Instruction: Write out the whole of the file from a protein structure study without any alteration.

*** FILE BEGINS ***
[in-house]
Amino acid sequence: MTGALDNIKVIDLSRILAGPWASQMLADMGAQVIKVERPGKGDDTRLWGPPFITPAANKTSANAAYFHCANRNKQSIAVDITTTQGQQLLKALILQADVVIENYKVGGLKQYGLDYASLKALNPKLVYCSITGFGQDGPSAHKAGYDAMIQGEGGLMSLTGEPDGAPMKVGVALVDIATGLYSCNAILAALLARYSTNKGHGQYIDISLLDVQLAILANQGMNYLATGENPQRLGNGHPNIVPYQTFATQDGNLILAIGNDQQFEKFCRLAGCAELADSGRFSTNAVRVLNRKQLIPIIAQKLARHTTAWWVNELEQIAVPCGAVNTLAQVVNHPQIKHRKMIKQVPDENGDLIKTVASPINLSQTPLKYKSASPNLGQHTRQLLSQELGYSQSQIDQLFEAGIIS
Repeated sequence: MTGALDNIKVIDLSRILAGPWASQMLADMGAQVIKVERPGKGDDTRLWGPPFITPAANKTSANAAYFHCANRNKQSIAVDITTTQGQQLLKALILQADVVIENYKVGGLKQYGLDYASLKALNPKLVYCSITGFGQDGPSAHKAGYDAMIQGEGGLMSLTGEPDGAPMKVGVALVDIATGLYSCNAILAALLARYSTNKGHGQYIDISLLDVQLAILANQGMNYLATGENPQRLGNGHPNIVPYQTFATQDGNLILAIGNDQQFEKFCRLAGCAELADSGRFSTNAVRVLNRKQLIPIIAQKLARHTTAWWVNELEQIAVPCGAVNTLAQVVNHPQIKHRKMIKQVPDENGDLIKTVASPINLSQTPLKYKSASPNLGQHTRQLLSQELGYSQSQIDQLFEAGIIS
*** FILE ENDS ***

[in-house]
Amino acid sequence: MTGALDNIKVIDLSRILAGPWASQMLADMGAQVIKVERPGKGDDTRLWGPPFITPAANKTSANAAYFHCANRNKQSIAVDITTTQGQQLLKALILQADVVIENYKVGGLKQYGLDYASLKALNPKLVYCSITGFGQDGPSAHKAGYDAMIQGEGGLMSLTGEPDGAPMKVGVALVDIATGLYSCNAILAALLARYSTNKGHGQYIDISLLDVQLAILANQGMNYLATGENPQRLGNGHPNIVPYQTFATQDGNLILAIGNDQQFEKFCRLAGCAELADSGRFSTNAVRVLNRKQLIPIIAQKLARHTTAWWVNELEQIAVPCGAVNTLAQVVNHPQIKHRKMIKQVPDENGDLIKTVASPINLSQTPLKYKSASPNLGQHTRQLLSQELGYSQSQIDQLFEAGIIS
Repeated sequence: MTGALDNIKVIDLSRILAGPWASQMLADMGAQVIKVERPGKGDDTRLWGPPFITPAANKTSANAAYFHCANRNKQSIAVDITTTQGQQLLKALILQADVVIENYKVGGLKQYGLDYASLKALNPKLVYCSITGFGQDGPSAHKAGYDAMIQGEGGLMSLTGEPDGAPMKVGVALVDIATGLYSCNAILAALLARYSTNKGHGQYIDISLLDVQLAILANQGMNYLATGENPQRLGNGHPNIVPYQTFATQDGNLILAIGNDQQFEKFCRLAGCAELADSGRFSTNAVRVLNRKQLIPIIAQKLARHTTAWWVNELEQIAVPCGAVNTLAQVVNHPQIKHRKMIKQVPDENGDLIKTVASPINLSQTPLKYKSASPNLGQHTRQLLSQELGYSQSQIDQLFEAGIIS